Going around with multiple pouches for presumably-electronics on one’s belt really does seem to be pretty much unremarkable.

                2. (Makes note to get range time for the LCP.)

                  I’ve been using Riggs cargo pants for quite some time, but the CZ83 was a bit lot heavy and the KT P-3AT never seems to be in the right orientation.

                  OTOH, the only time I considered drawing, I had the 1911, and the potential target didn’t care for my look. Just because I was thinking “two to center of mass, one for the head”, why would be be worried? After $SPOUSE told the PD, they started to do heavy patrols in that store. Got rid of a grab and run gang.

                  1. Not looking like an easy target can be useful. I’m still pretty sure the guy who did a Daesh inspired amok run here a year ago ran right past me because I was looking straight at him the whole time, and while I didn’t at that moment know what was going on I suspected, and was considering options if he had turned towards me – kick, throw my backpack at him first (I had it in my hand), now what else could I try… – I may not have looked like a suitably easy target (consciously or subconsciously). He stopped to knife the next woman on his way. Maybe because he could attack her from the back. She didn’t even seem to notice him before he had hit her once (according to later newspaper stories she had, and was trying to get away, but was slowed to a fast walk because she was pushing her toddler in a stroller).

                    Damn wimp.

            3. Yeahh… “experts” say the same about things like 5.11 vests. But realistically, a cop *might* recognize a vest or CCW purse, but the likelihood of a generic mugger or robber doing so are pretty remote. I’ve gone to gun stores with my wife while she shopped for carry purses, and *I* wouldn’t recognize one…

        2. Holster as primary, purse as backup, train with both. There are times and places where I can’t wear holster-friendly clothing.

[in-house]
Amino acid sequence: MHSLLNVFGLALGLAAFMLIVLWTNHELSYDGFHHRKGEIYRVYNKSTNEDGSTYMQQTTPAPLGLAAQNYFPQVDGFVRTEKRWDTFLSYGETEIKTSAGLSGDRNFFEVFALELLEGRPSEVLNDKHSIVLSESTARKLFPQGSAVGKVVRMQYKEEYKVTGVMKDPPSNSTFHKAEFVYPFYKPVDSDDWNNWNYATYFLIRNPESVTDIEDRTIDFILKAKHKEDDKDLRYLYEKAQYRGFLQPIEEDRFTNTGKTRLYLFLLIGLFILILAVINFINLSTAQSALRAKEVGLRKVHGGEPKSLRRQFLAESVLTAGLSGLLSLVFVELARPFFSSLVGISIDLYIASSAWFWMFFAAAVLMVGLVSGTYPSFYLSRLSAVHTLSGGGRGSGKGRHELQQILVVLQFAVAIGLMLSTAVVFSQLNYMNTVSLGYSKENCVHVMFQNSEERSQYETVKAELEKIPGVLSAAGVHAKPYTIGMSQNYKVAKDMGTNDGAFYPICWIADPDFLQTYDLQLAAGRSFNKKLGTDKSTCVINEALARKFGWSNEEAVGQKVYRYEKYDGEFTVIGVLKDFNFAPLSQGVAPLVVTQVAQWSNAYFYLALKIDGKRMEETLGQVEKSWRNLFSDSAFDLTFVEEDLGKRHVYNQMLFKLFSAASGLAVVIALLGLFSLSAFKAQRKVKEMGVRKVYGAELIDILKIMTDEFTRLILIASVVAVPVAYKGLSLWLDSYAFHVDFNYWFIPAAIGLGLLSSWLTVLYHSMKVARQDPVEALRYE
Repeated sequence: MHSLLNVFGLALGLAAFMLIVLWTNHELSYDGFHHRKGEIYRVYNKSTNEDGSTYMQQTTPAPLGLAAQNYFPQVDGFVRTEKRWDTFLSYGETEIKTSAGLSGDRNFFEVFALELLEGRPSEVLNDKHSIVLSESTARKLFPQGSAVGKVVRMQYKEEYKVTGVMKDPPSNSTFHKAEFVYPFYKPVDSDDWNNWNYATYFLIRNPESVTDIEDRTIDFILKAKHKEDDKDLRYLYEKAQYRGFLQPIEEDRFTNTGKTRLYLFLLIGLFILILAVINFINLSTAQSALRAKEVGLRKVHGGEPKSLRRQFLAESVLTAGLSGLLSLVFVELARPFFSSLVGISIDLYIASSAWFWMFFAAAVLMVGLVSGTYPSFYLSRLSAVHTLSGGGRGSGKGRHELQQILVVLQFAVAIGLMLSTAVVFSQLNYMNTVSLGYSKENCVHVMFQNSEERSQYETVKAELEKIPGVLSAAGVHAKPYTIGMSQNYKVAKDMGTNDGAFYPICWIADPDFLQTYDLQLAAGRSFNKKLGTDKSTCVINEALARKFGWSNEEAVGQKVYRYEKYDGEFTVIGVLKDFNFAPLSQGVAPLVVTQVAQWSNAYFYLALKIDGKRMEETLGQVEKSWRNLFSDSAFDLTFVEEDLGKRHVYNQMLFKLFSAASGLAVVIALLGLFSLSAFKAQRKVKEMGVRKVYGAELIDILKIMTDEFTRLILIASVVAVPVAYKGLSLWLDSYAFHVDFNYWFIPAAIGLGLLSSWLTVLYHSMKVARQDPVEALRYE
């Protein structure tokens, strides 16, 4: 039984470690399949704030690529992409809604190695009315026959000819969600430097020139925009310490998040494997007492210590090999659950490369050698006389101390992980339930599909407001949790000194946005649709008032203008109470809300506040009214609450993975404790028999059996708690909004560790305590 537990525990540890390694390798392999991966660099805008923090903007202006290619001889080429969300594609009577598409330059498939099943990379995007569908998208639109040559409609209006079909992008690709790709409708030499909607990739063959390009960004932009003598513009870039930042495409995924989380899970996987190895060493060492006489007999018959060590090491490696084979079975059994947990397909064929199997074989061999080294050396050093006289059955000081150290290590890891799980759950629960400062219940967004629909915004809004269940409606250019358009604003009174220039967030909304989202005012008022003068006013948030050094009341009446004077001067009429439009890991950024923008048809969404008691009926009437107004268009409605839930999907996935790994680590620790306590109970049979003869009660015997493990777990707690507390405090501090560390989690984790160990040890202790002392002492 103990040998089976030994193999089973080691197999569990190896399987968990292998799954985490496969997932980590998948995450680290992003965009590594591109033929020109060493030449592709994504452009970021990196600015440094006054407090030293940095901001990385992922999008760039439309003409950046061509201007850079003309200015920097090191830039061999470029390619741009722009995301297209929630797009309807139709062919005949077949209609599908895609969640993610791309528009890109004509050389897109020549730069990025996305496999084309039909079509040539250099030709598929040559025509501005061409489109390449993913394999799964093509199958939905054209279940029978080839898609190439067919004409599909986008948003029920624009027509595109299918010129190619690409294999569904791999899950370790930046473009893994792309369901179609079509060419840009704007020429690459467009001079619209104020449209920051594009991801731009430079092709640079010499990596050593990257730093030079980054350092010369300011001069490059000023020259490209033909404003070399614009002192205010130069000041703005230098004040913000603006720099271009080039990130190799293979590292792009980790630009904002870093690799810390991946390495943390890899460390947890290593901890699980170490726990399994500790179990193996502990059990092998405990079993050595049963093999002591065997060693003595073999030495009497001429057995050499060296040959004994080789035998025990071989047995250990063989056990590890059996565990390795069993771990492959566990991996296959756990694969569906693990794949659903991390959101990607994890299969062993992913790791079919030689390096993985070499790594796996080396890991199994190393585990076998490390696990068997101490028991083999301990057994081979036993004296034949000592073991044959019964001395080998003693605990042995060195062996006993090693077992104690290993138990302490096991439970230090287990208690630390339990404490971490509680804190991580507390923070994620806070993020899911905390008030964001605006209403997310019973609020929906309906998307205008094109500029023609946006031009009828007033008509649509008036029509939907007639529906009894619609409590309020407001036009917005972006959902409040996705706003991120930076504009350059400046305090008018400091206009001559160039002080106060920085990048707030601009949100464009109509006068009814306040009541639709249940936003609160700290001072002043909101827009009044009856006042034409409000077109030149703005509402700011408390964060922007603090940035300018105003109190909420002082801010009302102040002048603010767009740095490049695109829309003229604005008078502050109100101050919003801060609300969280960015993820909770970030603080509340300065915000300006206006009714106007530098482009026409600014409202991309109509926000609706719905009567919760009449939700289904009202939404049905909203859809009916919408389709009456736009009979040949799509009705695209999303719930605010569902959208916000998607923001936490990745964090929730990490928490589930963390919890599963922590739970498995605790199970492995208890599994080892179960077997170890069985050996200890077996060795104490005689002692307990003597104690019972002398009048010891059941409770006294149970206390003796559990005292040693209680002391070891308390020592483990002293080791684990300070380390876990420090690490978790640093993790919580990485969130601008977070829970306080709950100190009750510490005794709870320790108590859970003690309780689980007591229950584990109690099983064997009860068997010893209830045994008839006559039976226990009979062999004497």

2. Preperation takes *many* forms. It includes intelligence, and most definitely means os communication and information. If you have the money, I’d consider ham radio, and perhaps an actual printing press or high speed printers. Definitely shift ASA% from social media to websites and blogs on servers *you* own

  8. …and even the gas ovens aren’t nearly as dangerous as back when. While methane isn’t a wonderful thing to be breathing, it’s not like the old “city gas” that was not natural gas. Why do we call it natural? It is. Unlike the steam-over-coal to get hydrogen… and carbon monoxide(!) to use as gaseous fuel. The not-gas result of that wasn’t the most pleasant thing, either. Its disposal is the stuff of which lawsuits are made.

    1. The British mostly used “town gas”, which was carbon monoxide. Put your head in the oven with the gas on, and eventually you’d suffocate from the CO.

      The US has almost always used “natural gas” or propane; the only way they can kill you is if there’s enough to replace all the air where you’re breathing; it’d take a really long time before that happened.

  9. It is not that bad now, partly because people trust less, and therefore trust “learned men” and “government” less.

    One aspect of that is people are actually starting to seriously question the “Malthusian” “Eco-doom” presumptions being bandied about. Even Heinlein bought into it back in the day. I probably would have bought into it myself except I encountered the late (sadness) Dr. Jerry Pournelle and his essays on “Survival with Style.” (Anyone who hasn’t read these essays, collected in the book “A Step Farther Out” really needs to do so.)

    I’m looking at how shrill the Left has gotten in recent years, especially after Trump’s election, and what I’m seeing is a “Revitilization Movement.” This is something that was covered in the Cultural Anthropology class I took in college. (I know. I know. But six credits in “social sciences” was required for my physics degree and this and intro to microeconomics were the least annoying options.) Cultures that are under extreme stress, particularly cultures that are on the verge of dying, often have such movements where they basically double-down on what they see as their core “values”. It’s often the last gasp of a dying culture.

    The fear, however, is in how much damage they can do on the way out.